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E. Islip schools postpone budget adoption

East Islip Middle School.

East Islip Middle School. Credit: Alexi Knock, 2011

East Islip school officials announced Friday they are postponing adoption of a revised budget until Tuesday, in the hope of negotiating contract concessions with employee unions that would save full-day kindergarten classes and other student services.

A notice posted on the district's website states that school officials and union representatives "are working collectively to meet the challenge of restoring these important programs."

Tuesday's school board meeting is scheduled for 7 p.m. in the first-floor cafeteria of the district office, 1 Craig B. Gariepy Ave., Islip Terrace. The meeting originally was to be held Friday night.

East Islip's original $107.6 million budget was rejected, with 3,072 "no" votes to 2,545 "yes" votes, on May 15. That budget would have boosted spending 3.58 percent and tax collections 5.94 percent, which exceeds a 3.23 percent tax cap set under a new state formula.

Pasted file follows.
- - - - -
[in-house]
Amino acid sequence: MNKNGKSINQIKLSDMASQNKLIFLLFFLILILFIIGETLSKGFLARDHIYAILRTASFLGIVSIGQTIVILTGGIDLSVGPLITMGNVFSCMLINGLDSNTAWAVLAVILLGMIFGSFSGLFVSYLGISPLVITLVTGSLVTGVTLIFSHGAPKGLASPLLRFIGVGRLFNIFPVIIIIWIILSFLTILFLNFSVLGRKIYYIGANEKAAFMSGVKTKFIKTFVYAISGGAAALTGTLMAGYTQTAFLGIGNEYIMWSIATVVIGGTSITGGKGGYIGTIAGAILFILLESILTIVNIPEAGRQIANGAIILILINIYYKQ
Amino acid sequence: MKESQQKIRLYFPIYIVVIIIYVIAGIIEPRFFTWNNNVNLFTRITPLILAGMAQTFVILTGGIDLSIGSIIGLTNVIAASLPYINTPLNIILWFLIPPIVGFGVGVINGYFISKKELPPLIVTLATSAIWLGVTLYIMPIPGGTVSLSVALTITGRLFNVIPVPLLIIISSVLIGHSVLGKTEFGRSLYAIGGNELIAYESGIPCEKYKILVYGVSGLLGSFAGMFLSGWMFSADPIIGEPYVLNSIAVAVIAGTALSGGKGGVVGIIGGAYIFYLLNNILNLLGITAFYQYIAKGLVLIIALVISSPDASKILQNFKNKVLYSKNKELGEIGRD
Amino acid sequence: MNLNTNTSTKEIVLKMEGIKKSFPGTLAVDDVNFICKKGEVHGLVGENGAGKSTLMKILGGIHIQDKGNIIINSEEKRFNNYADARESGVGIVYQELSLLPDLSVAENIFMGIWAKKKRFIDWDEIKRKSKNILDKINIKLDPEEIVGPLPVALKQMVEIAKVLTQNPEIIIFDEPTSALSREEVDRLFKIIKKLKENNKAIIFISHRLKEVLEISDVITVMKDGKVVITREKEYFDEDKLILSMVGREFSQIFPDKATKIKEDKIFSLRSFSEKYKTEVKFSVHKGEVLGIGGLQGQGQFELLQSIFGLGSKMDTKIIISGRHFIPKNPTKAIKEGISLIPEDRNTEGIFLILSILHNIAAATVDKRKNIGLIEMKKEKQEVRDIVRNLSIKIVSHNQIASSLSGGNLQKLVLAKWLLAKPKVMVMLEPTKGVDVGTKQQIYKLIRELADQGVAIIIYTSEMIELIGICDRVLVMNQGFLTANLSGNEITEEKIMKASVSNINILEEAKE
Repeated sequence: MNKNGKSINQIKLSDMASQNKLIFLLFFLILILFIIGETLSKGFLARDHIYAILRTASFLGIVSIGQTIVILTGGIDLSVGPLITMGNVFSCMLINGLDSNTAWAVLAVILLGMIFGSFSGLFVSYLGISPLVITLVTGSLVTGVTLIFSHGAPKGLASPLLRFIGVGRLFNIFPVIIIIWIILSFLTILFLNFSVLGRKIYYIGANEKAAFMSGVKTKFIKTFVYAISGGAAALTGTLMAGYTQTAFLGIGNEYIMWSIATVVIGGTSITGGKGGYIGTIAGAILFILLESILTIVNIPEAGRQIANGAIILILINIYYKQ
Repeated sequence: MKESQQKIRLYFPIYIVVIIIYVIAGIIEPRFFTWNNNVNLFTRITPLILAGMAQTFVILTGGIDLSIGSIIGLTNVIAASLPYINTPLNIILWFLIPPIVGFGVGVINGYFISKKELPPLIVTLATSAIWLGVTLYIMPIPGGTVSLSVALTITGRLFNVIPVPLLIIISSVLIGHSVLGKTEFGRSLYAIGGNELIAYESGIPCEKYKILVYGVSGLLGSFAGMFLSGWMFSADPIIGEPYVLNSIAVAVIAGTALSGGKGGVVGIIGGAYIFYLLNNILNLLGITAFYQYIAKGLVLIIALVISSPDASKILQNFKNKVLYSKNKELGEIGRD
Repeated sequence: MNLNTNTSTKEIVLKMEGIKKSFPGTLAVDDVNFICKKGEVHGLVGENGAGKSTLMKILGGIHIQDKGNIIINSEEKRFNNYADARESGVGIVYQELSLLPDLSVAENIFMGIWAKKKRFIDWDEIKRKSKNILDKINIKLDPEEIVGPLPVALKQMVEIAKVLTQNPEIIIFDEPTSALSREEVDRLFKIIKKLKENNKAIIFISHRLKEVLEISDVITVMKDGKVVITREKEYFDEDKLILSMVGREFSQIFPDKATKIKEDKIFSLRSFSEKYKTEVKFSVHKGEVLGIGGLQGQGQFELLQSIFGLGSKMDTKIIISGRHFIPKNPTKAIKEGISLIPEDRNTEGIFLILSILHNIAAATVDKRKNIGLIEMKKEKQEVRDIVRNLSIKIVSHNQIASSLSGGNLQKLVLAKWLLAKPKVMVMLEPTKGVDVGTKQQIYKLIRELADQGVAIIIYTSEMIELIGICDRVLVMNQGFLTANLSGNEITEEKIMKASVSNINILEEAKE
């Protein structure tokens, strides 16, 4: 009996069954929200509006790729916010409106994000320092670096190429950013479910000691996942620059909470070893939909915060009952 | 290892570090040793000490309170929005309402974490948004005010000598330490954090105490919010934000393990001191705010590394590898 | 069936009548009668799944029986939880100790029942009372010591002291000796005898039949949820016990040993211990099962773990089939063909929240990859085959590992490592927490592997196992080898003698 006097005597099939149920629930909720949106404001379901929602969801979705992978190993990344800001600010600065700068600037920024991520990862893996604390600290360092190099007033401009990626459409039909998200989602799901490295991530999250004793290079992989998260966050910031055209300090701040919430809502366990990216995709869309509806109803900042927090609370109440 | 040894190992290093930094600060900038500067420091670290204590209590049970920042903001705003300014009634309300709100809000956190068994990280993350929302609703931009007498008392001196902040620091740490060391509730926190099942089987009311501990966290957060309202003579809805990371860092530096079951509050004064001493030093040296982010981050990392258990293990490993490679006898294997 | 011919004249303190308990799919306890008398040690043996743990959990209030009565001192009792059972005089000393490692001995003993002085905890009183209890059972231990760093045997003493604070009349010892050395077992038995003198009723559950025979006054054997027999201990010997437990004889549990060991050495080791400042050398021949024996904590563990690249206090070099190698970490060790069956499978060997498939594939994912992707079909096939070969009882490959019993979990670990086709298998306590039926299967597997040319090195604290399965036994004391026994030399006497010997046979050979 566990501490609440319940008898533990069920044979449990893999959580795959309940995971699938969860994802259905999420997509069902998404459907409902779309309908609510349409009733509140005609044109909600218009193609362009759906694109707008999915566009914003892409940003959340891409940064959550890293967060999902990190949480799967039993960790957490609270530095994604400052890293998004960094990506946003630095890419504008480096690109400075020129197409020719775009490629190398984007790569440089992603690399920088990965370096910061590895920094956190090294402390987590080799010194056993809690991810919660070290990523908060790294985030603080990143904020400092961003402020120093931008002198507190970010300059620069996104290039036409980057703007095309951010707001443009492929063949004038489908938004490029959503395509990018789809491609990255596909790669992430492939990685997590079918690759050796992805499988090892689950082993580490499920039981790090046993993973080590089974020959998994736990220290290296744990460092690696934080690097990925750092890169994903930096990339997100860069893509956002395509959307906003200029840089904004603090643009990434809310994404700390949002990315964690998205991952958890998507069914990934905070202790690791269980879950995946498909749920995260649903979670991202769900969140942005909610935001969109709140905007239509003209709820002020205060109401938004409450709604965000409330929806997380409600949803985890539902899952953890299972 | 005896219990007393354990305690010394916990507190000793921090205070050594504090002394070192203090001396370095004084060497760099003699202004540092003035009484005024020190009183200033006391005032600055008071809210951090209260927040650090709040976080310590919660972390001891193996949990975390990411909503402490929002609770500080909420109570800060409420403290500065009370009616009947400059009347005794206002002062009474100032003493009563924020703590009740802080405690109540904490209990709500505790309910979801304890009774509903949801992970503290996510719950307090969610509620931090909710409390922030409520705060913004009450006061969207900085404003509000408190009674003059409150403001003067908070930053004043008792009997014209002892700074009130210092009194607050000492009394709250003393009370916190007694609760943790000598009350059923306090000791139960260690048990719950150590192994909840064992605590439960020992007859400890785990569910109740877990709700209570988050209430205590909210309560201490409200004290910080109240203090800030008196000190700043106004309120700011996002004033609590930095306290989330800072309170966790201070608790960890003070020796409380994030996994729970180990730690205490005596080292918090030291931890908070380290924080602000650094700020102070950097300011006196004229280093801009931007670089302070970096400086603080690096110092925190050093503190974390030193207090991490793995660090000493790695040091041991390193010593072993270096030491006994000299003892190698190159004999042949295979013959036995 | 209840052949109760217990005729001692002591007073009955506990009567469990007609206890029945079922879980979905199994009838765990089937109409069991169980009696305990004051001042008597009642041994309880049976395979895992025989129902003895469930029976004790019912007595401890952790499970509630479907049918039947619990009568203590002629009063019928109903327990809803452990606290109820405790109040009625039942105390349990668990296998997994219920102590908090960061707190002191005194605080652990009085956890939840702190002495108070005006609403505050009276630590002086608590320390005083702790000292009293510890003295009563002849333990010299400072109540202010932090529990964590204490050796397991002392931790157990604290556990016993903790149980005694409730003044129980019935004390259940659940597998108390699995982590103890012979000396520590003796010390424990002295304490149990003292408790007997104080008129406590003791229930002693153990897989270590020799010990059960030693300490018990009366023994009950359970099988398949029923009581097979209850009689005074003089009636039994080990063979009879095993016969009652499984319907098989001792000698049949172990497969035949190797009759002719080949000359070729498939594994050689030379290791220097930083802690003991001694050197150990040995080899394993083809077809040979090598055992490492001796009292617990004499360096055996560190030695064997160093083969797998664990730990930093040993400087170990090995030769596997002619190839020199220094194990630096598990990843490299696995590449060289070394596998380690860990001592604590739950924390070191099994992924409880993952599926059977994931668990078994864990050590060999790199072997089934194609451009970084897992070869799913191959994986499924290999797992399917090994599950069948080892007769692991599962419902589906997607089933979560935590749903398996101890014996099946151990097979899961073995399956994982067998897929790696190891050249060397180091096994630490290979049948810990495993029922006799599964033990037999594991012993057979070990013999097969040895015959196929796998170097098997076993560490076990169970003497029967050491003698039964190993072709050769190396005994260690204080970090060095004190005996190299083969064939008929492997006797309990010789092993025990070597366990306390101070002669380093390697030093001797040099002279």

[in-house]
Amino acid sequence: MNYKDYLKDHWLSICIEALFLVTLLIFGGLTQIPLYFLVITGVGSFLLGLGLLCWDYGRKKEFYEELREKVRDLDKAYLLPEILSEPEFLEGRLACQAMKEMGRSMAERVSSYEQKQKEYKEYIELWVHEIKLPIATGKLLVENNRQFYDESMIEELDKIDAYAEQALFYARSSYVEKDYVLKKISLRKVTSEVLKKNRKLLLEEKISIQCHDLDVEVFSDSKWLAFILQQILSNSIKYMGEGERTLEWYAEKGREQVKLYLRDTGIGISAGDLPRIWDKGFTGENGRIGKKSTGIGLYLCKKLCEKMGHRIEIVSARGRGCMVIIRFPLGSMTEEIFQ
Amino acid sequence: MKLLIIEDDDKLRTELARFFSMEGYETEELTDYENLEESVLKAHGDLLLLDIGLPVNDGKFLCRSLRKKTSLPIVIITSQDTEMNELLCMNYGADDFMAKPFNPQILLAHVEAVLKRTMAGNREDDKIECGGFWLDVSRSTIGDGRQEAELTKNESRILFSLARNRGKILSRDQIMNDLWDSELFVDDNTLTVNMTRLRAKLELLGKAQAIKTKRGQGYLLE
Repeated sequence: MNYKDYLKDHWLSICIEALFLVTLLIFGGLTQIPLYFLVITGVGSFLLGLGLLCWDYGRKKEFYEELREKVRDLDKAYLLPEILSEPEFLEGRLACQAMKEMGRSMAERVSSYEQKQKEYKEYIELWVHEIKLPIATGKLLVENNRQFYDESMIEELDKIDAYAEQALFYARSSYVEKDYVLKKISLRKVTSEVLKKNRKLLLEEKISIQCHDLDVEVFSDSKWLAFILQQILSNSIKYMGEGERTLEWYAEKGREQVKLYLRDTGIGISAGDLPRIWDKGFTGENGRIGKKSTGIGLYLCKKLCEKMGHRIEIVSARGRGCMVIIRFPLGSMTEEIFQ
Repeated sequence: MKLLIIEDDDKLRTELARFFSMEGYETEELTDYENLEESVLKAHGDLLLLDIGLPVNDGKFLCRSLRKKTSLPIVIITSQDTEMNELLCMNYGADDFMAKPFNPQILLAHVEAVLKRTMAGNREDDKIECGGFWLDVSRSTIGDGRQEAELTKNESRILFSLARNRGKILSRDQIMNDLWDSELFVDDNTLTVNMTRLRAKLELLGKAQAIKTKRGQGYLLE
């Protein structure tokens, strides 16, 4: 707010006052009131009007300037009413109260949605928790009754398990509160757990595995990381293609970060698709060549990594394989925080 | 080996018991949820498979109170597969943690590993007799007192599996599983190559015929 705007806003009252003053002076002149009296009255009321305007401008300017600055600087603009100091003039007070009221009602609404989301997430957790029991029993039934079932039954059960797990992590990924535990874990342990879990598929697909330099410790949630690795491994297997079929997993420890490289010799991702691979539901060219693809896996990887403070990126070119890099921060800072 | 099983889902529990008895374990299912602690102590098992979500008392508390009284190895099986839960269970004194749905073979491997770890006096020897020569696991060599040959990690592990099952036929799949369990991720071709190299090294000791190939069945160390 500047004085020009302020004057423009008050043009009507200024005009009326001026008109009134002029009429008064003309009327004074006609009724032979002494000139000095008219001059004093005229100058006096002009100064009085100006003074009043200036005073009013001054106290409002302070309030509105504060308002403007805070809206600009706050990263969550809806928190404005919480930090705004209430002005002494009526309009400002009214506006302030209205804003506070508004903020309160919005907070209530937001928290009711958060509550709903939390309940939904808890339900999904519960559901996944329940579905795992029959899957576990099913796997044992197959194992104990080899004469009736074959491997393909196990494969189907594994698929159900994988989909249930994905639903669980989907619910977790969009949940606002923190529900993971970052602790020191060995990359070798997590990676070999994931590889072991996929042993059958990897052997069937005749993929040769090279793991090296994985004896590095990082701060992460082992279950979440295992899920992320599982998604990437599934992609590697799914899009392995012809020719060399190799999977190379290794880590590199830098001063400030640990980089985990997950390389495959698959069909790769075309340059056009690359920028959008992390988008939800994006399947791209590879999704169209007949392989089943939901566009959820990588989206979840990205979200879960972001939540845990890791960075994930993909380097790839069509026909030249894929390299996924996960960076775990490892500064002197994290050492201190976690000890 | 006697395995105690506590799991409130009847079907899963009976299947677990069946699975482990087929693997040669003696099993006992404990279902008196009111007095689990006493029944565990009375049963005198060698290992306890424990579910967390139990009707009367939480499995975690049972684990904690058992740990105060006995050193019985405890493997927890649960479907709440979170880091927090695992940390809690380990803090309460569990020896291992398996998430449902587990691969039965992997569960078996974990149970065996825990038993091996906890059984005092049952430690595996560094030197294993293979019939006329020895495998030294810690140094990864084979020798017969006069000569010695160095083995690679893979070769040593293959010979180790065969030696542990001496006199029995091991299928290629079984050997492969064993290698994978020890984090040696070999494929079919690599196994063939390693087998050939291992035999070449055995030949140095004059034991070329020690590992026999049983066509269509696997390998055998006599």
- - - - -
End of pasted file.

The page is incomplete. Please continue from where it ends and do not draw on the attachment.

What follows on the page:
After that defeat, district officials pledged to come up with a lower budget that would keep within the cap. A budget that complies with a district's cap requires a simple voter majority to pass; overriding the cap requires a 60 percent majority.

Friday's notice states that, barring renegotiations of contracts, cutting expenses enough to reach that tax figure would "likely" affect programs such as sports, full-day kindergarten and nine-period daily schedules at the middle school and high school.

One major cost under discussion is teacher raises. East Islip traditionally has provided some of the highest salaries on Long Island, now ranging from $48,429 for a teacher with a bachelor's degree to $135,593 for a teacher with a master's degree plus 90 additional academic credits.

In the 2012-13 school year, teachers are due under their current contract to get raises of 1 percent in July and 1.5 percent in February. In addition, they will get annual "step" increases that are built into their salary schedule and typically average more than 2 percent. Those steps, instead of being given at the start of the school year, will be delayed until June 2013, just before the contract expires.

The district has stated that these and other provisions would drive up total teaching expenses outside special education by $1.9 million, or 5.2 percent.

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